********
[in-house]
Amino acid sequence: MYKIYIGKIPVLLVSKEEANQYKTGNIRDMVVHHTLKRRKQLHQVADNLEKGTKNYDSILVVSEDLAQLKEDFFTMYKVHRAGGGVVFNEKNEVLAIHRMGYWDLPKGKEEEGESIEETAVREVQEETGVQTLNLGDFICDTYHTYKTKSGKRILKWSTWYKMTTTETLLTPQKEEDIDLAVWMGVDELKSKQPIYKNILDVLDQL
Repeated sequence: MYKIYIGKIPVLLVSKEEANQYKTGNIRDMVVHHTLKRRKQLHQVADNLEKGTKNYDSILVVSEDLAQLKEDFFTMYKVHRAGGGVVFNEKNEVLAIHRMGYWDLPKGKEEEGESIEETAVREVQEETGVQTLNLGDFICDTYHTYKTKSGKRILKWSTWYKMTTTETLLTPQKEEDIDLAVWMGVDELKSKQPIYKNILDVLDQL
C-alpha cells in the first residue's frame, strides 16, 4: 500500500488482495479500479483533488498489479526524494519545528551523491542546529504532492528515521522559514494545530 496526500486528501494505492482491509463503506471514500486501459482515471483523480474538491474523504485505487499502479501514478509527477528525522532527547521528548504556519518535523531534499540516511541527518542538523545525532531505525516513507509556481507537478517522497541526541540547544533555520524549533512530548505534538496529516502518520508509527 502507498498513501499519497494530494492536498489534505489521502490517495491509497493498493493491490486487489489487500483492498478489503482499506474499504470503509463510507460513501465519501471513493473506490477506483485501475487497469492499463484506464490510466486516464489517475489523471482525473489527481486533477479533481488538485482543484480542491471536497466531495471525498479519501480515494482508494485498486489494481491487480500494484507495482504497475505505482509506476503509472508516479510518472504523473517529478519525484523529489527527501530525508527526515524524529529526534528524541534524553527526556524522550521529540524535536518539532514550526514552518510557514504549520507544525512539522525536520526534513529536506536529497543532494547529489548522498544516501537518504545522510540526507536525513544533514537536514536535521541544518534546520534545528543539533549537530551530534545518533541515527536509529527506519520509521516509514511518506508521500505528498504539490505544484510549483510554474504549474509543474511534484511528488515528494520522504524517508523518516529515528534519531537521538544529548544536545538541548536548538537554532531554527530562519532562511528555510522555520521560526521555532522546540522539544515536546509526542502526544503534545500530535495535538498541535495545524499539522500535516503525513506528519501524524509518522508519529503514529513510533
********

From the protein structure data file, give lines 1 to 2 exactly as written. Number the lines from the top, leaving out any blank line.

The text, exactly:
[in-house]
Amino acid sequence: MYKIYIGKIPVLLVSKEEANQYKTGNIRDMVVHHTLKRRKQLHQVADNLEKGTKNYDSILVVSEDLAQLKEDFFTMYKVHRAGGGVVFNEKNEVLAIHRMGYWDLPKGKEEEGESIEETAVREVQEETGVQTLNLGDFICDTYHTYKTKSGKRILKWSTWYKMTTTETLLTPQKEEDIDLAVWMGVDELKSKQPIYKNILDVLDQL